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This article was published on November 21, 2011

How to create a time-lapse video using a DSLR

How to create a time-lapse video using a DSLR
Nancy Messieh
Story by

Nancy Messieh

Lesotho-born and raised, Nancy Messieh, The Next Web's Middle East Editor, is an Egyptian writer and photographer based in Cairo, Egypt. Fol Lesotho-born and raised, Nancy Messieh, The Next Web's Middle East Editor, is an Egyptian writer and photographer based in Cairo, Egypt. Follow her on Twitter, her site or Google+ or get in touch at [email protected]

Time-lapse videos are becoming more popular, more creative, and are getting a ton of attention these days. A quick search on Vimeo for time lapse videos will turn up thousands of videos, some of which have racked up millions of views, for just the one video alone.

If you want to try putting together a time-lapse video of your own, we’ve put together a guideline of all the things you’ll need from start to finish to set up your shots, take them, and finally stitch them into an impressive video, set to the soundtrack of your choice.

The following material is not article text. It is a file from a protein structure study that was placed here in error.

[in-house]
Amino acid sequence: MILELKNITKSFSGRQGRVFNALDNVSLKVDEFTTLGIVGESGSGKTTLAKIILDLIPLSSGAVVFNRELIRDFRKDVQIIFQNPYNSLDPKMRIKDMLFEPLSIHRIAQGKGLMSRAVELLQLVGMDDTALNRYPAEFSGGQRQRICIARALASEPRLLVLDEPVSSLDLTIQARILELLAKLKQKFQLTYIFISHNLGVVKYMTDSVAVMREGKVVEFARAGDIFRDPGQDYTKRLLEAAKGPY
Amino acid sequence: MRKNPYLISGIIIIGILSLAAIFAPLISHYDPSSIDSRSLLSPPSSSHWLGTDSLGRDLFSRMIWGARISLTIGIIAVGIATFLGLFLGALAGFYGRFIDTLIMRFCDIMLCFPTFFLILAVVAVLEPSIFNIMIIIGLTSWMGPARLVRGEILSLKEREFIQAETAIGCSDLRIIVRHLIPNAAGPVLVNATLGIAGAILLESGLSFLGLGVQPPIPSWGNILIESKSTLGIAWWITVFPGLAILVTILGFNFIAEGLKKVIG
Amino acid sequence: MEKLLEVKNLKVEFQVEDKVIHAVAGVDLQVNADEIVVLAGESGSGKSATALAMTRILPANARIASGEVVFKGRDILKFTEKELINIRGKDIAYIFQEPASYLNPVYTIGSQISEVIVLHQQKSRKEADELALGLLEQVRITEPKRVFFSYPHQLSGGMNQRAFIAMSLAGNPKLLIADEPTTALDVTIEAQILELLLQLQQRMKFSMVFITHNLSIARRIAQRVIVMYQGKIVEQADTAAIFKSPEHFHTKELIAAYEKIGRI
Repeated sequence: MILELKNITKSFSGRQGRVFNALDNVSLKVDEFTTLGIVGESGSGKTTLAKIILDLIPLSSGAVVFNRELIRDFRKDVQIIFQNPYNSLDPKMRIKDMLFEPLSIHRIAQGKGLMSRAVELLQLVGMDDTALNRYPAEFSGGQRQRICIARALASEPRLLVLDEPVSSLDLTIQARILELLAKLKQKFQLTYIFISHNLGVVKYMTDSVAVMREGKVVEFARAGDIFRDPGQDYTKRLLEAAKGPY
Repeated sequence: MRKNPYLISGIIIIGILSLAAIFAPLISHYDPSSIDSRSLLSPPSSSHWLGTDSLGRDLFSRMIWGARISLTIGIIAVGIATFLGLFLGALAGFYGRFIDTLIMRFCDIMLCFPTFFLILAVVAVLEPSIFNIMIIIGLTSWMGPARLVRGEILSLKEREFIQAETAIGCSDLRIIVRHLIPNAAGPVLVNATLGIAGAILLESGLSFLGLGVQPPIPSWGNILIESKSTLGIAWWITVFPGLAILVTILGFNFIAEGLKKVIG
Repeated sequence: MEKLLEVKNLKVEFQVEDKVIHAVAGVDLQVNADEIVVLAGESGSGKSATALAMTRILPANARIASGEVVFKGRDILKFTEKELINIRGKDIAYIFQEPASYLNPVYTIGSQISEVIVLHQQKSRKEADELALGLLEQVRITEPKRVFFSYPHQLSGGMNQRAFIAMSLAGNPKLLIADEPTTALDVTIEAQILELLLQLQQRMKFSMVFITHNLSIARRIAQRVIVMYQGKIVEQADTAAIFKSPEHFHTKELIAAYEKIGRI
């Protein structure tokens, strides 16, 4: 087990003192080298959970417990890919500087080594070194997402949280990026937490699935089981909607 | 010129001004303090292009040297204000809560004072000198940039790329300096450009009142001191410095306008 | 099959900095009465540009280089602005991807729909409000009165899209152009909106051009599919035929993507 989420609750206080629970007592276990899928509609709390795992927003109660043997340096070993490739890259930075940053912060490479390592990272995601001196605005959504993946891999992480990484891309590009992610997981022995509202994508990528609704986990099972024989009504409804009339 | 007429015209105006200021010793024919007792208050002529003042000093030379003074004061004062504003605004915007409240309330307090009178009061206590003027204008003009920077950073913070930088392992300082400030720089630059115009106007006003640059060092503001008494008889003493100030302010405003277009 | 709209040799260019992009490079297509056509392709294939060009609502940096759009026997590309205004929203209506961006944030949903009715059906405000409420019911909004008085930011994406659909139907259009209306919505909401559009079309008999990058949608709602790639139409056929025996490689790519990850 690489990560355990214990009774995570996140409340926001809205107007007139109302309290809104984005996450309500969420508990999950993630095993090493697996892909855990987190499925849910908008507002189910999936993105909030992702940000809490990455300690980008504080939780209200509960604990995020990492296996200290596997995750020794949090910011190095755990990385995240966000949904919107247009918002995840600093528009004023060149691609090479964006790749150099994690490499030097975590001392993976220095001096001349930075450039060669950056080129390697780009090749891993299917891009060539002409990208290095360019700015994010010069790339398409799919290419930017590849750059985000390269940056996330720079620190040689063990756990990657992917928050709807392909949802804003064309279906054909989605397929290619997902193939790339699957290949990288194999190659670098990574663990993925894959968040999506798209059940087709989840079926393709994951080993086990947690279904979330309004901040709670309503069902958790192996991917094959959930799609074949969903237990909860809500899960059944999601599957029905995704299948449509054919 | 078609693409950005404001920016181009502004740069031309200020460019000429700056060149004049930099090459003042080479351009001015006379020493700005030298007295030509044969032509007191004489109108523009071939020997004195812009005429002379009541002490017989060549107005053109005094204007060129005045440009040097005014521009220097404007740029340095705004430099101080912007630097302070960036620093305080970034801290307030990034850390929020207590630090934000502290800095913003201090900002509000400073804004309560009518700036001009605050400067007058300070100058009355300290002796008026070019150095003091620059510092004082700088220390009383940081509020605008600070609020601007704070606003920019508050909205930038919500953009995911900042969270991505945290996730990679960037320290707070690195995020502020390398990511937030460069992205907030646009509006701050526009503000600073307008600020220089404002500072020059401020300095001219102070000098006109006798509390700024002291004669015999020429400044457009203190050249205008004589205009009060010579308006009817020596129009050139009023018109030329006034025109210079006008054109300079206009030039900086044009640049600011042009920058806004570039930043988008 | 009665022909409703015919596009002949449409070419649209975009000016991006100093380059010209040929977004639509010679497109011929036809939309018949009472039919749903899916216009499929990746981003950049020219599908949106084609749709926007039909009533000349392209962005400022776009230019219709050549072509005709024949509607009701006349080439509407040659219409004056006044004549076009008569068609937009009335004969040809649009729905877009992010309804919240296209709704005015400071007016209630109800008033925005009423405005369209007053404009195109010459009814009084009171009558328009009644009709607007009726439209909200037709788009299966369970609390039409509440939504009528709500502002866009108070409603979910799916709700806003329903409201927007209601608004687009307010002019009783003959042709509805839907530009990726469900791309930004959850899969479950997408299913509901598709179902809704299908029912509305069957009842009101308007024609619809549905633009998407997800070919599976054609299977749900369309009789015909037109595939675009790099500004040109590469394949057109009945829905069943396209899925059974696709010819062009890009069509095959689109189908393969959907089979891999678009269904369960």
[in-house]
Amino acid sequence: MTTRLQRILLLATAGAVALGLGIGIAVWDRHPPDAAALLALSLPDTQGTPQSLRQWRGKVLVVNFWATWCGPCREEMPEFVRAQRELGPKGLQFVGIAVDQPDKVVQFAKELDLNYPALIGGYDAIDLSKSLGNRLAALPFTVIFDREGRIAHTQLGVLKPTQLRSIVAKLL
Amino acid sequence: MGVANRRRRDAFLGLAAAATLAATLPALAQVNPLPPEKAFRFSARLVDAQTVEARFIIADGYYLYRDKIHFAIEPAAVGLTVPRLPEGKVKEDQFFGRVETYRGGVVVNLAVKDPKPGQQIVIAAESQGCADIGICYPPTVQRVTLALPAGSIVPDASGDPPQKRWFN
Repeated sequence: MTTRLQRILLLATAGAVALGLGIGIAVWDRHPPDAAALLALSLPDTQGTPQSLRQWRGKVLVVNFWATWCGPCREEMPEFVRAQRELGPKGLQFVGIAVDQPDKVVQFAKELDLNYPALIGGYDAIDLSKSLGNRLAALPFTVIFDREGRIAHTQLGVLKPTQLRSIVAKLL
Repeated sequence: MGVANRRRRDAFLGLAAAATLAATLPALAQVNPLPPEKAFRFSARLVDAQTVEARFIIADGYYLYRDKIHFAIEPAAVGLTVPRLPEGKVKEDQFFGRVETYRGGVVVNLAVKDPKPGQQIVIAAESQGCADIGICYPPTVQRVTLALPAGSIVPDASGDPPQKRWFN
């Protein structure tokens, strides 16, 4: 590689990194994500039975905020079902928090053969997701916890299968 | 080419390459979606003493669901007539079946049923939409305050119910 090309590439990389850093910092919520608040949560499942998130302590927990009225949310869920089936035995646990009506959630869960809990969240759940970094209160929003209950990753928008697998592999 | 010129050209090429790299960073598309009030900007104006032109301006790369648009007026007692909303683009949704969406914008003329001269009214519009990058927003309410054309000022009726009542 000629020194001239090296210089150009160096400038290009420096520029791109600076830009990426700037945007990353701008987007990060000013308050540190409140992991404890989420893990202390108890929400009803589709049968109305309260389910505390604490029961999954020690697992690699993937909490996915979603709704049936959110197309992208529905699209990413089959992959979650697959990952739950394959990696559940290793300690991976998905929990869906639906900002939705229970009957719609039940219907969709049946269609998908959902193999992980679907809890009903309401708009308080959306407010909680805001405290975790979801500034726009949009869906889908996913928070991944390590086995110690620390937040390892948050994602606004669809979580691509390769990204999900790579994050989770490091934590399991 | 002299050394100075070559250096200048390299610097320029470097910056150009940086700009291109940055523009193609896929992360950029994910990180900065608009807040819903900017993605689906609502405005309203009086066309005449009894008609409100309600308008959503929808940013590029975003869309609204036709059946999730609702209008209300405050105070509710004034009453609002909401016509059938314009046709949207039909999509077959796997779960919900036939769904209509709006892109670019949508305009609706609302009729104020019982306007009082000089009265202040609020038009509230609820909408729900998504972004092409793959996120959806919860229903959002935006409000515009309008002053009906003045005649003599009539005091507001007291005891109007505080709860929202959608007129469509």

Deciding what you’re going to shoot

The first step is obviously figuring out what kind of time-lapse you want to create. Maybe you’re at a vantage where you can take shots of a city skyline or a beautiful landscape as the sun sets and rises, or you’re attending an event and want to document a hall as it fills up and empties. Other ideas for time-lapse videos include taking one photo day of yourself for a year, taking photos of a plant as it grows, or wilts, or a public spot with a lot of movement and bustle like a city street, a subway station, there’s really no limit.

You can choose to make the video entirely of one scene, or like in some of the examples below, put together a compilation taken from different places and

If you’re in need of inspiration, it’s always a good idea to check out time-lapse videos on Vimeo and YouTube to get a sense for what’s out there, and we’ve also put together a list of our favourite time-lapse videos which you can find at the end of this post.

Setting your video up

To create a time-lapse video using your DSLR camera you’re going to need a few extras to get your camera to fire off shots at small intervals. We’ve put together a short list of must-haves when using your DSLR camera:

Depending on what you’ve decided to shoot, you might need to get a tripod in place so that you can get the exact angle or shot that you’re hoping for.

If you’re planning to shoot a time-lapse video from a high-rise building, you might want to use a Lens Skirt or something similar to avoid reflections in your night time shots.